Mambo Chicano

July 1st, 2009 | admin | No Comments | Categories: Blog

  • For American Jews, ghosts of the past, ghosts of other worlds, languages, longer names, are part of what it means to occupy the present. How Jews embrace or ward off those lingering spirits is a prime ingredient in configuring identity. That, at least, is what Donald Weber talks about in his must-read book, Haunted in the New World. The haunting is what makes Jewish-American culture play its changes and duck-and-cover in its transformations — the whole Jewish chameleon, Jewish mercurian theory (check Yuri Slezkine on this for at least one particularly sweeping history).

    This makes us think of Rene Bloch, a Mexican-raised musician born to French Jews who immigrated to Sonora before they moved the family north to Los Angeles. Bloch became a primo sax man in the LA R&B scene, dropping one of THE quintessential West Coast solos when he gigged with the Johnny Otis Band on 1945’s “Harlem Nocturne.” Bloch soon set out on his own in the 50s and led a number of different Latin dance bands that were the liasons to big name East Coast players like Tito Puente , Mongo Santamria, and Perez Prado (Bloch also had a stint as the leader of Prado’s band). Bloch’s particularly interesting in the kinds of mergers he pulled off in his career: bridging the Black & Mexican scenes in 40’s LA, and bridging the coastal divide of the Mexican and Latino scenes in the 50’s and 60’s. You can hear it loud and clear on forgotten LPs likeLatin Heat With A Beat (which featured him alongside Santamaria & Willie Bobo) where he did “Las Chiquillas” and on Let’s Dance The Mambo where he trailblazed with his own Mexican-Americanization of the mambo craze on what should be a classic, “Mambo Chicano”.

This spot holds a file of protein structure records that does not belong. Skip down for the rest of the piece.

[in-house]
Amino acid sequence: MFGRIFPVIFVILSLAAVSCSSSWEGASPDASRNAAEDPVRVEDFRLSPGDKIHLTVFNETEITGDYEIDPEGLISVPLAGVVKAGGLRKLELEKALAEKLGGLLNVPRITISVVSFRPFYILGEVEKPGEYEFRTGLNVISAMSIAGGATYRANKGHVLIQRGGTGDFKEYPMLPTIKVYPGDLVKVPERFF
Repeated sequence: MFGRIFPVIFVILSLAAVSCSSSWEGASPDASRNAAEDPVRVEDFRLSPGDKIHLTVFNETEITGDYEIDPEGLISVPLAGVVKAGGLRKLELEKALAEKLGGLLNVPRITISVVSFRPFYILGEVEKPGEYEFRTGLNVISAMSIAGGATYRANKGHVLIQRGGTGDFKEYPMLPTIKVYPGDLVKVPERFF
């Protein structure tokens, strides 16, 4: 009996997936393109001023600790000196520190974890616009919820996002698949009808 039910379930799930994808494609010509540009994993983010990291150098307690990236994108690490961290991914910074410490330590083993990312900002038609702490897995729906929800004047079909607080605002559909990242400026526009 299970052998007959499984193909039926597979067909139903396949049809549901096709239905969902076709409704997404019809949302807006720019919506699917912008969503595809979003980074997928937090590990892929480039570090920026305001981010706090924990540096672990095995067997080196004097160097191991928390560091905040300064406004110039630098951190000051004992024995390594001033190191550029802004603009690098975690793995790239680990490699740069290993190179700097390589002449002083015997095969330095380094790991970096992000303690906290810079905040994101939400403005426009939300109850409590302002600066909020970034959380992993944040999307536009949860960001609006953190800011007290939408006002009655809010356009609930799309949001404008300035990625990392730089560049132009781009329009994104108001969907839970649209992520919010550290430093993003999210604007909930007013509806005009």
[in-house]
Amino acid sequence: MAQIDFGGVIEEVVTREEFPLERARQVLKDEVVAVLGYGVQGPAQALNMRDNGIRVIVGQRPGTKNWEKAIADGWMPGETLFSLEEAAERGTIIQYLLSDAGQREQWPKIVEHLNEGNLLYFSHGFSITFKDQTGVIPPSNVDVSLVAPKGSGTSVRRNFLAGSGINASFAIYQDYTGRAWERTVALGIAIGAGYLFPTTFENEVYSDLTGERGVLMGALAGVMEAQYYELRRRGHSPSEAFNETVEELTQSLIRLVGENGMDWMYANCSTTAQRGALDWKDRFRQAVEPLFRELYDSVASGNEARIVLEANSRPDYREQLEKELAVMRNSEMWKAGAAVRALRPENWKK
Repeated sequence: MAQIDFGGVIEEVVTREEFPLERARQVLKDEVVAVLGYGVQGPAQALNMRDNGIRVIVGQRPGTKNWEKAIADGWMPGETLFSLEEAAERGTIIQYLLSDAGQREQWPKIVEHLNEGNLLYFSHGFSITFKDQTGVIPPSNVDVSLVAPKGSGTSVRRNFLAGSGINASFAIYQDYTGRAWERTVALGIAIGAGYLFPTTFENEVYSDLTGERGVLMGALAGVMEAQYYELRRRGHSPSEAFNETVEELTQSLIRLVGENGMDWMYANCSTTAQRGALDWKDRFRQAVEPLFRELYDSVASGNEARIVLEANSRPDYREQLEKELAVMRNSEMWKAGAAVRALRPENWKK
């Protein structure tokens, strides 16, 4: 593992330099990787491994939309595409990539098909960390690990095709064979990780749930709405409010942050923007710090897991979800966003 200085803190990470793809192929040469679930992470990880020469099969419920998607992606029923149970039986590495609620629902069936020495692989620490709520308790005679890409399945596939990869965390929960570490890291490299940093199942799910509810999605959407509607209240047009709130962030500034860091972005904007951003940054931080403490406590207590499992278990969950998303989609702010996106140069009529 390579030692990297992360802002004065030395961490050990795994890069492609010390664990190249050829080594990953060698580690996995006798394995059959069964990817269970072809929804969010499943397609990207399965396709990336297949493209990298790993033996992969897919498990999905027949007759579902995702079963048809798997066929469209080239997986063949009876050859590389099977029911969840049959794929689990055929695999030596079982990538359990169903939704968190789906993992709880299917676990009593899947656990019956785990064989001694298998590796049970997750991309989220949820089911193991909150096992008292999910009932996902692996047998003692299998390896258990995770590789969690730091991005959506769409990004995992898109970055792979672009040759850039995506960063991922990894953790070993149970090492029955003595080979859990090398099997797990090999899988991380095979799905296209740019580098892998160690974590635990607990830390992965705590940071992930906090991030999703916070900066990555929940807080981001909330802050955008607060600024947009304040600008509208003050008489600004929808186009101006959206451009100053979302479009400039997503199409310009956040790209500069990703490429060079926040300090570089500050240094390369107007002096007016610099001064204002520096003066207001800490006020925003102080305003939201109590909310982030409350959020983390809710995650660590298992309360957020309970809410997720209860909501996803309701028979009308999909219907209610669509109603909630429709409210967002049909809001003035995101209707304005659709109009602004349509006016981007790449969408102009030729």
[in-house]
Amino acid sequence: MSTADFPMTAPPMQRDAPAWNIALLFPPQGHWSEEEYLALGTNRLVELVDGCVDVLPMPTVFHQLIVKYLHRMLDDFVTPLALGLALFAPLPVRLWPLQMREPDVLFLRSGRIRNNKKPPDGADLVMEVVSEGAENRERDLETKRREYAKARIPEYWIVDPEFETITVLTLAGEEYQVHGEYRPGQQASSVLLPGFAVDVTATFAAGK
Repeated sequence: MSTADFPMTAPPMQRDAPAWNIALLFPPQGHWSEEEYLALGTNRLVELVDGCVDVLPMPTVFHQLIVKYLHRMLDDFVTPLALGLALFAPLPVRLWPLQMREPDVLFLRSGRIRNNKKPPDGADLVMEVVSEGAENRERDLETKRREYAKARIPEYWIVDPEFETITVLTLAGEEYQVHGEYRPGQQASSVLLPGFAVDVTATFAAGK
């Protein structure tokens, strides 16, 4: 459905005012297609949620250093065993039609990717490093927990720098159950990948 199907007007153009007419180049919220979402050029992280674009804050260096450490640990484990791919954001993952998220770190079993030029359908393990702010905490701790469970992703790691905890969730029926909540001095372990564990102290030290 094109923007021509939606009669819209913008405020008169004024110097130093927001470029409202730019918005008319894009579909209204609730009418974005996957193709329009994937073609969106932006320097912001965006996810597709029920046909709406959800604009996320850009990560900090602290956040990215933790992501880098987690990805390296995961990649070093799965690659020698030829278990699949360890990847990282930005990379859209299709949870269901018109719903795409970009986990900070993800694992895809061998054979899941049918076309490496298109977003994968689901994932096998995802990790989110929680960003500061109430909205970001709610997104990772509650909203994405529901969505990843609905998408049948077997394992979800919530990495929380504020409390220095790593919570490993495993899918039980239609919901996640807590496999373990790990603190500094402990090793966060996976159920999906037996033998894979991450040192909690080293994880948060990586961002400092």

The haunting comes in strong years later, when Bloch digs into his Jewishness, finds Christ while he’s looking for the Messiah, becomes a Messianic Jewish rabbi, and now (in his early 70s) puts out albums of Messiah tuneswhen he’s not leading his congregation at temple Beth Shalom in Rancho Cucamunga. The Al Jolson Story it ain’t.


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